After removing the fan shroud and beating the grill out enough that the fan wouldn’t hit it we limped home. I got another old truck and took him home. I had called my insurance agent and he was there taking pictures when I came back by the spot. It was 50 to 75 yards back off the road in the pines and one had to look closely to see it which thankfully eliminated most of the curiosity seekers. See previous reference to my misfortunes being so entertaining. The next day we removed the clutch rod and welded it back together. Carefully picking our way back out the way we came in. We had to take axes and a chain saw to clear some of the bent over trees in order to get out. When we finally gained the road again I went about 200 yards and it cut off again. Not wishing to risk the experience of a second chapter to the already incomprehensible story we left it there and went to get a tractor to pull it the rest of the way. We stopped under a pecan tree next to the garden and there it sat for 2 years.[ Just another day in the never boring world of agriculture]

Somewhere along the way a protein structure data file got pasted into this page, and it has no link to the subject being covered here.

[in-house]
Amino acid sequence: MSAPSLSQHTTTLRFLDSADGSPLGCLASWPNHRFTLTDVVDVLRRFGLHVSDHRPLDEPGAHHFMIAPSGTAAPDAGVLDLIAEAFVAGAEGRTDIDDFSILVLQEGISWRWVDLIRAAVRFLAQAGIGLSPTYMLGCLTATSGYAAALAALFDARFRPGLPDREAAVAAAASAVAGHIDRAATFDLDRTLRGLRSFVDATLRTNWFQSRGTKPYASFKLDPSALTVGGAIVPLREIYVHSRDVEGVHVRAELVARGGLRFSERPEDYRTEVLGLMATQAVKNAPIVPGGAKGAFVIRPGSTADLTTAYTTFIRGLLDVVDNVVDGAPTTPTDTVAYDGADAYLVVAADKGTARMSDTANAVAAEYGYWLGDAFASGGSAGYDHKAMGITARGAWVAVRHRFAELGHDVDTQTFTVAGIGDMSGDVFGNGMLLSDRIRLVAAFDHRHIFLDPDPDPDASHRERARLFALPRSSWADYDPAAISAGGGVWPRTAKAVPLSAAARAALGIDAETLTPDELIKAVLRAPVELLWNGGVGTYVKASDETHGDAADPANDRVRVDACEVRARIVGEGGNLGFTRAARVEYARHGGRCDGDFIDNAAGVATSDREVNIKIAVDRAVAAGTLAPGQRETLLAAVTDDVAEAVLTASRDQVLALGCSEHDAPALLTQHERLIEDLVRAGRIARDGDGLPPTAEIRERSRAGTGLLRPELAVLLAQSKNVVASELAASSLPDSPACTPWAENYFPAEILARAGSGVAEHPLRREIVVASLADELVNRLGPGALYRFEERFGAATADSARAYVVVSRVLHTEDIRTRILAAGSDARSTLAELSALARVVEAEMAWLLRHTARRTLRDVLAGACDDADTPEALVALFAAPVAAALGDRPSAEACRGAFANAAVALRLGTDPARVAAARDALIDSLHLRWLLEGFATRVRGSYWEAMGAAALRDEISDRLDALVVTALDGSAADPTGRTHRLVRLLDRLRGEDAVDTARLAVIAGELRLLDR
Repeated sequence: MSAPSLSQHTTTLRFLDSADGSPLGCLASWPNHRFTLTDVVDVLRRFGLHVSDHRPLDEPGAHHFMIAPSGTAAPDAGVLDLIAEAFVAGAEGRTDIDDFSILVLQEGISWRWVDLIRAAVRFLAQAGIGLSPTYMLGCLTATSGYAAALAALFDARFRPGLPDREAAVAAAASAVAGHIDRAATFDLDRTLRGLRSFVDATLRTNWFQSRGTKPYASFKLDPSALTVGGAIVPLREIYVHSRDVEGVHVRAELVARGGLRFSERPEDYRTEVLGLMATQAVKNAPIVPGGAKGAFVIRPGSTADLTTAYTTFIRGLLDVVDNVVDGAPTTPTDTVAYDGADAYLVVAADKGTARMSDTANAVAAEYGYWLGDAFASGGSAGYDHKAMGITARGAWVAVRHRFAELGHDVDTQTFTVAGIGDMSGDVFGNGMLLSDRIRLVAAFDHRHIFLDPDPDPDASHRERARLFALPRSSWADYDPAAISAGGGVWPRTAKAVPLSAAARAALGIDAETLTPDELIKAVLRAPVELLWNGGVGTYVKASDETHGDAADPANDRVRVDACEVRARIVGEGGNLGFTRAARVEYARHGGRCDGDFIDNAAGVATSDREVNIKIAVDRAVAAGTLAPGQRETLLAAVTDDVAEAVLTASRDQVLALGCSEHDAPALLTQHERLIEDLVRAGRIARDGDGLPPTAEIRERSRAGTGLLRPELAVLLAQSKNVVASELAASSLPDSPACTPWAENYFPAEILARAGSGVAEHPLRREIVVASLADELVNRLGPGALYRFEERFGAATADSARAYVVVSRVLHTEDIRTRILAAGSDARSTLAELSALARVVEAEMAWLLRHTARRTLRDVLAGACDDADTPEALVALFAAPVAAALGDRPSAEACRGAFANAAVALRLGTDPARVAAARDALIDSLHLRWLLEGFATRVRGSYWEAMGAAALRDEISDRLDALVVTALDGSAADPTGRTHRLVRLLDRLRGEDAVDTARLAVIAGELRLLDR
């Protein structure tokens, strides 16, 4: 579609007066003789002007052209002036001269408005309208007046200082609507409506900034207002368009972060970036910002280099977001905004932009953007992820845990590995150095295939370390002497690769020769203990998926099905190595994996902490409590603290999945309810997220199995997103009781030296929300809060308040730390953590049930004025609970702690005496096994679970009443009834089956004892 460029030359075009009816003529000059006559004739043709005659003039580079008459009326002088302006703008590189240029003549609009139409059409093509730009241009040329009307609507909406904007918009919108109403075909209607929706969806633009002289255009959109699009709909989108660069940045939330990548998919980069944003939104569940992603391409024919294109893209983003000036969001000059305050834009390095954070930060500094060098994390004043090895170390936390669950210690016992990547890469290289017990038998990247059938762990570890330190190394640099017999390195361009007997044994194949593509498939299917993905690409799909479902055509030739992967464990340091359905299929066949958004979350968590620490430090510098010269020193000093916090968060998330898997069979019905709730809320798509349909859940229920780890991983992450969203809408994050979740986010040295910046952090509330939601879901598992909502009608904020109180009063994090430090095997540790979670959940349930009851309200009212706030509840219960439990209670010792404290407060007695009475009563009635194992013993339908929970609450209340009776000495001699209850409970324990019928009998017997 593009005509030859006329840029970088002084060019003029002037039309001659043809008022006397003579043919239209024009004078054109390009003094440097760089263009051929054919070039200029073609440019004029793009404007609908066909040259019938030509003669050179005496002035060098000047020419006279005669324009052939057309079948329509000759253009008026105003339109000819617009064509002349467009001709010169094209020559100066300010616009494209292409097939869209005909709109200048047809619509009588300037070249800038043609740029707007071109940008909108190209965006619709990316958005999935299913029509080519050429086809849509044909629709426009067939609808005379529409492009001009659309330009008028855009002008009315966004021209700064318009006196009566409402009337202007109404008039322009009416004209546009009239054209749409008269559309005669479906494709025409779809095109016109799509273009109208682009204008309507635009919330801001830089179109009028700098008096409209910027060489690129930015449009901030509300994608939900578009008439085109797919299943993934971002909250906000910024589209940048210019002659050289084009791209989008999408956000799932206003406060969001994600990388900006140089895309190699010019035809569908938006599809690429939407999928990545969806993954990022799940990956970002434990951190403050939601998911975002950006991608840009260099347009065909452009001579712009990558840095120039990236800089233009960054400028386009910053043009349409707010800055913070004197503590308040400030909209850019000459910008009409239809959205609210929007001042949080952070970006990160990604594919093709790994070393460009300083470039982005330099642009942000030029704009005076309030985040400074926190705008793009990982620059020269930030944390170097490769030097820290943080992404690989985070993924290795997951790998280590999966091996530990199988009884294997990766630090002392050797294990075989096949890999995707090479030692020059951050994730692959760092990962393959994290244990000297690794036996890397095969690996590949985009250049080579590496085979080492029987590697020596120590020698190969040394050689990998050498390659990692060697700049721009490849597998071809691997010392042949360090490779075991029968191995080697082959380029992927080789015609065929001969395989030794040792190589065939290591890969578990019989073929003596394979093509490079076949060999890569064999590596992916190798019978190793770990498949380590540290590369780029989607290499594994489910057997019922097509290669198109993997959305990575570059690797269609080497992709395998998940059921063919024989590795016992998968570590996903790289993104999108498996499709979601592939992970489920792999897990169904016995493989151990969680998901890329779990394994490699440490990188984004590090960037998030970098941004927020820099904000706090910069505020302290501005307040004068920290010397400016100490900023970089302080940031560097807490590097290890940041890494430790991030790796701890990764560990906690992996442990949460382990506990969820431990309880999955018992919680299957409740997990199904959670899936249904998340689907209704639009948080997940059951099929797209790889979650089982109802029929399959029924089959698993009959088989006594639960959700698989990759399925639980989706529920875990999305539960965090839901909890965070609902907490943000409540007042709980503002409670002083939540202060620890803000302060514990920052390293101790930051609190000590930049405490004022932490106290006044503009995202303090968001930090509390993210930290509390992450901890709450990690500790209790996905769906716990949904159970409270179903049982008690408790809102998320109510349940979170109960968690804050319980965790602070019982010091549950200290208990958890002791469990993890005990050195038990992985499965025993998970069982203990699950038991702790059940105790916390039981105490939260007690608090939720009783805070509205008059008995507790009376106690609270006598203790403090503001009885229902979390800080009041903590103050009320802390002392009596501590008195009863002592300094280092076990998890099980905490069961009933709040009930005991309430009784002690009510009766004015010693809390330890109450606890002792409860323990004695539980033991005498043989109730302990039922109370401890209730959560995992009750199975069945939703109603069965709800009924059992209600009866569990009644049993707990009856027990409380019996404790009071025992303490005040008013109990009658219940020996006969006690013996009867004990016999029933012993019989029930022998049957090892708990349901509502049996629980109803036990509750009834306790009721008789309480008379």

PLEASE ENCOURAGE AUTHOR,
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Oh boy, I love this. It was funny and a good testimoney to the goodness of God. I did notice a couple of minor errors though, so you might want to give it another once-over. Other than that, it was well-written and your powers of description are well-developed.